Black holes are the best-known and least-understood objects in the universe. In Einstein’s Monsters, distinguished astronomer Chris Impey takes readers on a vivid tour of these enigmatic giants. He weaves a fascinating tale out of the fiendishly complex math of black holes and the colorful history of their discovery. Impey blends this history with a poignant account of the phenomena scientists have witnessed while observing black holes: stars swarming like bees around the center of our galaxy; black holes performing gravitational waltzes with visible stars; the cymbal clash of two black holes colliding, releasing ripples in space time. Clear, compelling, and profound, Einstein’s Monsters reveals how our comprehension of black holes is intrinsically linked to how we make sense of the universe and our place within it.
Chris Impey is a distinguished professor in the Department of Astronomy at the University of Arizona and the critically-acclaimed author of Beyond, How It Began, and How It Ends, and four other books, as well as two astronomy textbooks. He lives in Tucson, Arizona.
The gravitational deflection of light was first detected by Eddington during a solar eclipse in May 1919, launching Einstein and his theory of relativity into public view. Yet the possibility of using the phenomenon to unlock mysteries of the Universe seemed remote, given the technology of the day. Theoretical work was carried out sporadically over the next six decades, but only with the discovery of the system Q0957+561 in 1979 was gravitational lensing transformed from a curiosity of general relativity into a practical observational tool.
This book describes how the three subfields known as strong lensing, weak lensing, and microlensing have grown independently but become increasingly intertwined. Drawing on their research experience, Congdon and Keeton begin with the basic physics of light bending, then present the mathematical foundations of gravitational lensing, building up to current research topics in a clear and systematic way. Relevant background material from physics and mathematics is included, making the book self-contained.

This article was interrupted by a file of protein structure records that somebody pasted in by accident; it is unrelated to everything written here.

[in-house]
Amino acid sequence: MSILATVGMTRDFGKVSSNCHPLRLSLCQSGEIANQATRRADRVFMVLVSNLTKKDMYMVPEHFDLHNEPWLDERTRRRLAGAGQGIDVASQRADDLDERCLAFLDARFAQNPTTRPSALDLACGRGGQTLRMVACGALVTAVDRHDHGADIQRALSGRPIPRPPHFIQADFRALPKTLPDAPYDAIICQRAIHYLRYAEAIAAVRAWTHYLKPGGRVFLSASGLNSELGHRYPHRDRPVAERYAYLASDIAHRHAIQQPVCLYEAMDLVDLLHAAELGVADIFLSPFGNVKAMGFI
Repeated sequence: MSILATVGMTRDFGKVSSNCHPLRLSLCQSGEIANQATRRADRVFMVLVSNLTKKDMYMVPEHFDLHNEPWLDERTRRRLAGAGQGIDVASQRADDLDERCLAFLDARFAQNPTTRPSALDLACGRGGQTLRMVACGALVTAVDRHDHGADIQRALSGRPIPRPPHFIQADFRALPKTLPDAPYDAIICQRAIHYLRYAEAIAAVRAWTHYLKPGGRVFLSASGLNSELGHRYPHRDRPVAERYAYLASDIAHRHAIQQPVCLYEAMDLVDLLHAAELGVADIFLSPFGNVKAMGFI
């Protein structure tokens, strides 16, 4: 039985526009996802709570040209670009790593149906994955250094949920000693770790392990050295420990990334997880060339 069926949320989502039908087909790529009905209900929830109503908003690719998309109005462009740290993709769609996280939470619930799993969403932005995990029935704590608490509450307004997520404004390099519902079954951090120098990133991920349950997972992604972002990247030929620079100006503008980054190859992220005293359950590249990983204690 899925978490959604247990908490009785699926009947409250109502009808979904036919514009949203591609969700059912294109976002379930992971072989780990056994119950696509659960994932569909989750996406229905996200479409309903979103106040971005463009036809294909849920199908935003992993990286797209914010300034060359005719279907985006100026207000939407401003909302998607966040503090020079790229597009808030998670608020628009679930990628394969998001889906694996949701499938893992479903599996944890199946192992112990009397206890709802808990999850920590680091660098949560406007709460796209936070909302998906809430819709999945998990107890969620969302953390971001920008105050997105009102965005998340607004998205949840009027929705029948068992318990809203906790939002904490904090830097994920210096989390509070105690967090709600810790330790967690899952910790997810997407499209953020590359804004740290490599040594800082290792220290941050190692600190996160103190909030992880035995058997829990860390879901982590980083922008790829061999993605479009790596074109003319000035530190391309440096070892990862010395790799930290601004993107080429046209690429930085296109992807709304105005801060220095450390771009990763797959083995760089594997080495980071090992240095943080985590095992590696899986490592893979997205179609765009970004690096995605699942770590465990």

The derivations and explanations are supplemented by exercises designed to help students master the theoretical concepts as well as the methods that drive current research. An extensive bibliography guides those wishing to delve more deeply into particular areas of interest. Principles of Gravitational Lensing is ideal for advanced students and seasoned researchers looking to penetrate this thriving subject and even contribute research of their own.
Written for the intelligent non-scientist and scientist alike, it spans a variety of scientific disciplines, from observational astronomy to particle physics. Concepts that the reader will encounter along the way are at the cutting edge of scientific research. However the themes are explained in such a way that no prior understanding of science beyond a high school education is necessary.
In this vibrant, eye-opening tour of milestones in the history of our universe, Chris Impey guides us through space and time, leading us from the familiar sights of the night sky to the dazzlingly strange aftermath of the Big Bang.